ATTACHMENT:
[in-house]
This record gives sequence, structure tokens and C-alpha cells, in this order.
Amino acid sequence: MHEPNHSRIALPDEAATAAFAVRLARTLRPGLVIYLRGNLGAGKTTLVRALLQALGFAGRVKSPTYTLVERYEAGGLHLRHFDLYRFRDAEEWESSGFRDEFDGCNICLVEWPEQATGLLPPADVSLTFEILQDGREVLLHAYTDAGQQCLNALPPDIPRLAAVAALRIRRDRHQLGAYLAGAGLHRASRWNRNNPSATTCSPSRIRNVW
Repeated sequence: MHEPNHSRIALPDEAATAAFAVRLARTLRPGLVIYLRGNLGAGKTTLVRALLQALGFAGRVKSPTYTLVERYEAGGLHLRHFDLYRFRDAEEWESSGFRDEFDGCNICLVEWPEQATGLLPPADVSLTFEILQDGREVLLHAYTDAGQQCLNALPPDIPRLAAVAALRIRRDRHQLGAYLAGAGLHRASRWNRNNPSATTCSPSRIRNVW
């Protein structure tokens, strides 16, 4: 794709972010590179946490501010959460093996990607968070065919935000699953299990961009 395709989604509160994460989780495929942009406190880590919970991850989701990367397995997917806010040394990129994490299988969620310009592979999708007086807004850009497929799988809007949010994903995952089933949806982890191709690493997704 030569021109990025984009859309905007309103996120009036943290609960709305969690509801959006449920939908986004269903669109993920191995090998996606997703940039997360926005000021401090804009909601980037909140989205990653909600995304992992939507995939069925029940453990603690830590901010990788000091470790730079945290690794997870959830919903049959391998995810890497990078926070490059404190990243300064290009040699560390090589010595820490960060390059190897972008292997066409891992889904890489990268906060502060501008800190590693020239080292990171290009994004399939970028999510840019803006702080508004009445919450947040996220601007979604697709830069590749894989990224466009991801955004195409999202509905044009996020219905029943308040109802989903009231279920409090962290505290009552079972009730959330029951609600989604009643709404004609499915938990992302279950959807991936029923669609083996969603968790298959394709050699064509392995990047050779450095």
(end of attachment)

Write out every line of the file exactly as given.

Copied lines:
[in-house]
This record gives sequence, structure tokens and C-alpha cells, in this order.
Amino acid sequence: MHEPNHSRIALPDEAATAAFAVRLARTLRPGLVIYLRGNLGAGKTTLVRALLQALGFAGRVKSPTYTLVERYEAGGLHLRHFDLYRFRDAEEWESSGFRDEFDGCNICLVEWPEQATGLLPPADVSLTFEILQDGREVLLHAYTDAGQQCLNALPPDIPRLAAVAALRIRRDRHQLGAYLAGAGLHRASRWNRNNPSATTCSPSRIRNVW
Repeated sequence: MHEPNHSRIALPDEAATAAFAVRLARTLRPGLVIYLRGNLGAGKTTLVRALLQALGFAGRVKSPTYTLVERYEAGGLHLRHFDLYRFRDAEEWESSGFRDEFDGCNICLVEWPEQATGLLPPADVSLTFEILQDGREVLLHAYTDAGQQCLNALPPDIPRLAAVAALRIRRDRHQLGAYLAGAGLHRASRWNRNNPSATTCSPSRIRNVW
């Protein structure tokens, strides 16, 4: 794709972010590179946490501010959460093996990607968070065919935000699953299990961009 395709989604509160994460989780495929942009406190880590919970991850989701990367397995997917806010040394990129994490299988969620310009592979999708007086807004850009497929799988809007949010994903995952089933949806982890191709690493997704 030569021109990025984009859309905007309103996120009036943290609960709305969690509801959006449920939908986004269903669109993920191995090998996606997703940039997360926005000021401090804009909601980037909140989205990653909600995304992992939507995939069925029940453990603690830590901010990788000091470790730079945290690794997870959830919903049959391998995810890497990078926070490059404190990243300064290009040699560390090589010595820490960060390059190897972008292997066409891992889904890489990268906060502060501008800190590693020239080292990171290009994004399939970028999510840019803006702080508004009445919450947040996220601007979604697709830069590749894989990224466009991801955004195409999202509905044009996020219905029943308040109802989903009231279920409090962290505290009552079972009730959330029951609600989604009643709404004609499915938990992302279950959807991936029923669609083996969603968790298959394709050699064509392995990047050779450095």